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home > recipes > breads > sally lunn bread 2
from PA, US Sally Lunn is one of those recipes that is so old it can be called a "receipt," the name given to instructions in cookery up until several generations ago. The way to prepare and serve it, however, is as varied as the stories about why it is called "Sally Lunn." There are recipes that call for yeast and those that call for baking powder. There are recipes that call for half a pound of butter, or butter the size of an egg, or shortening in place of butter. There are recipes that require a lot of beating or no beating, . There are recipes using cornmeal and there are recipes that call for adding lemon peel and spices to the flour. Some say to put the dough in a square pan, others call for a round pan, loaf pans, muffin tins, a Turk's head iron mold, even a bundt or tube pan. As to the name, there are those who say that Sally was the daughter of a pastry cook in Bath, England. Because the bun is similar to a French brioche, others say she must have been a French Huguenot woman who baked them. Then they say that no French lady would be named Lunn or called Sally. Others say there was no one named Sally at all; the words are a corruption of "sol et lune," the French words for sun and moon that may have been used to describe the round shape of the buns, or perhaps a French word like "solimeme" for a type of brioche. This recipe is a quick version of Sally Lunn bread. 4 cups flour 1/2 cup fresh butter, softened 2 eggs 2 cups milk 2 teaspoons cream of tartar 1 teaspoon baking soda 2 tablespoons sugar 1 teaspoon salt Mix ingredients together lightly, form into a loaf and bake at 350F for 45 minutes to an hour, or until a tester comes out clean.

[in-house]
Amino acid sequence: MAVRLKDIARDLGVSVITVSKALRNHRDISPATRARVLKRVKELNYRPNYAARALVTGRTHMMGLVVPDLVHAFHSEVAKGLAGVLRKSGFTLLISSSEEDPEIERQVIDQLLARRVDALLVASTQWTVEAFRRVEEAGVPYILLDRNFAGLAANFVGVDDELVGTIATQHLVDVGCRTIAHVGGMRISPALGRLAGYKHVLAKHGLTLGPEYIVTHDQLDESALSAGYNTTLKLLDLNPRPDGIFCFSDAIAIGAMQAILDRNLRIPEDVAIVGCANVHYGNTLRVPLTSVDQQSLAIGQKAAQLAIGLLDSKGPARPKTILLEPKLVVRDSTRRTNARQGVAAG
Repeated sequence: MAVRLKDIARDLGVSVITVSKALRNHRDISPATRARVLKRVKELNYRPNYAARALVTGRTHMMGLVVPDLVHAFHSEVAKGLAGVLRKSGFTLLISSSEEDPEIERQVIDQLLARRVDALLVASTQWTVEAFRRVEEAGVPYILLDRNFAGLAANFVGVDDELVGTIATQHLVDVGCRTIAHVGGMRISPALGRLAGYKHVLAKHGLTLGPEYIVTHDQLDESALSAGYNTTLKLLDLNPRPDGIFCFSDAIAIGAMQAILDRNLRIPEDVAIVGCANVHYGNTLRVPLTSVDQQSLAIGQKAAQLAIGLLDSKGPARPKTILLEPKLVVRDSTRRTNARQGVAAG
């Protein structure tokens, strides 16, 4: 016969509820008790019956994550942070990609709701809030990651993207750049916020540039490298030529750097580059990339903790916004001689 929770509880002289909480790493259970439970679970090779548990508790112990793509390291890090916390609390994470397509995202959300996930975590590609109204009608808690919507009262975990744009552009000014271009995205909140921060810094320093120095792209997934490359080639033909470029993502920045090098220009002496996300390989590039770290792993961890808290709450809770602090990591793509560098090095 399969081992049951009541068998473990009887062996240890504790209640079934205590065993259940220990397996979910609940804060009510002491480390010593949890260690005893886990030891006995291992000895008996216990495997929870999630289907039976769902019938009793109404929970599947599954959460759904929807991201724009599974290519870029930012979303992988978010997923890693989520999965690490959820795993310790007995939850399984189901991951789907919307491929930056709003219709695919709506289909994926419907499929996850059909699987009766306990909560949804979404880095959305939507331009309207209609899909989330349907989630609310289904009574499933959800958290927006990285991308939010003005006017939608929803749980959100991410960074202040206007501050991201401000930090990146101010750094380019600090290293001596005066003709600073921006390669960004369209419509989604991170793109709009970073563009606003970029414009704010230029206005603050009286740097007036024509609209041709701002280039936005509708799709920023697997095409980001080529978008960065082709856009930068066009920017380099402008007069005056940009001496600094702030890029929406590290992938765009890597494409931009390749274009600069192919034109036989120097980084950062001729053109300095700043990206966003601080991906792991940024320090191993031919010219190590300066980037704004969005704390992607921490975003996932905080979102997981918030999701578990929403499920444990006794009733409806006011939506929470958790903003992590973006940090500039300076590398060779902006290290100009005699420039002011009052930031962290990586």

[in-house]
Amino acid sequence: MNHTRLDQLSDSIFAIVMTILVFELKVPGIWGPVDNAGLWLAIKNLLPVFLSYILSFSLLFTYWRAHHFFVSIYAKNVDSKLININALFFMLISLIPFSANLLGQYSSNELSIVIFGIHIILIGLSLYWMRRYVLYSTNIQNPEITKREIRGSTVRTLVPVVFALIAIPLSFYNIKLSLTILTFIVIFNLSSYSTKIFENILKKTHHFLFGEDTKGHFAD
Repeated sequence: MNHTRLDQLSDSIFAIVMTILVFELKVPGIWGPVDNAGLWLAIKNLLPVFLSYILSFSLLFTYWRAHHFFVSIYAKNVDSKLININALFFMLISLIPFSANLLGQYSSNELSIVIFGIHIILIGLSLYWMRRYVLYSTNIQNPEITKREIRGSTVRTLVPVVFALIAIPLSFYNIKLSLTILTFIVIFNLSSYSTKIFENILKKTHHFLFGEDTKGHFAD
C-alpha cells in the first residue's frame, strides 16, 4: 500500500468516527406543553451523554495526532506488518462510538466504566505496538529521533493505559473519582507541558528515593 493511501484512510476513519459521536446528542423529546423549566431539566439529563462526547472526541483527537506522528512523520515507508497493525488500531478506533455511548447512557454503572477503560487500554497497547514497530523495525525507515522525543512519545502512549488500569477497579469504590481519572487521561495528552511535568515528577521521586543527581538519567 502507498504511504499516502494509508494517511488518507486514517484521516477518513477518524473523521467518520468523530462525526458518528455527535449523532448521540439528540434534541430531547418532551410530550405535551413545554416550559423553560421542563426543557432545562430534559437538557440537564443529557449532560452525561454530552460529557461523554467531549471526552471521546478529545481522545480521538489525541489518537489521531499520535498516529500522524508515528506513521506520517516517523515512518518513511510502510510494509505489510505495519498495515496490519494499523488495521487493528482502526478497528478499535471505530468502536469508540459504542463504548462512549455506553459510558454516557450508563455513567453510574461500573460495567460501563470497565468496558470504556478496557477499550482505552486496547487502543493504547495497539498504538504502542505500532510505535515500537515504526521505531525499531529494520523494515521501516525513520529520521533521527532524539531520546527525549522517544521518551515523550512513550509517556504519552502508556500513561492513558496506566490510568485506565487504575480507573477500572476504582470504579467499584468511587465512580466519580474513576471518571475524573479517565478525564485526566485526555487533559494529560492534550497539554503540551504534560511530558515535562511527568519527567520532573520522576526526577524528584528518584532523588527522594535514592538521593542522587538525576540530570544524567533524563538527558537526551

Sally Lunn Bread 2


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keyword: sally
keyword: bread
ethnicity: french
recipes for breads
recipes by dave
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(posted December 12, 2006)

from PA, US

Sally Lunn is one of those recipes that is so old it can be called a "receipt," the name given to instructions in cookery up until several generations ago. The way to prepare and serve it, however, is as varied as the stories about why it is called "Sally Lunn."

There are recipes that call for
yeast and those that call for baking powder. There are recipes that call for half a pound of butter, or butter the size of an egg, or shortening in place of butter. There are recipes that require a lot of beating or no beating, . There are recipes using cornmeal and there are recipes that call for adding lemon peel and spices to the flour. Some say to put the dough in a square pan, others call for a round pan, loaf pans, muffin tins, a Turk's head iron mold, even a bundt or tube pan.

As to the name, there are those who say that Sally was the daughter of a
pastry cook in Bath, England. Because the bun is similar to a French brioche, others say she
must have been a French Huguenot woman who baked them. Then they say that no French lady would be named Lunn or called Sally. Others say there was no one named Sally at all; the words are a corruption of "sol et lune," the French words for sun and moon that may have been used to describe the round shape of the buns, or perhaps a French word like "solimeme" for a type of brioche.

This recipe is a quick version of
Sally Lunn bread.

4 cups
flour
1/2 cup fresh
butter, softened
2
eggs
2 cups
milk
2 teaspoons
cream of tartar
1 teaspoon
baking soda
2 tablespoons
sugar
1 teaspoon
salt

Mix ingredients together lightly, form into a loaf and
bake at 350F for 45 minutes to an hour, or until a tester comes out clean.



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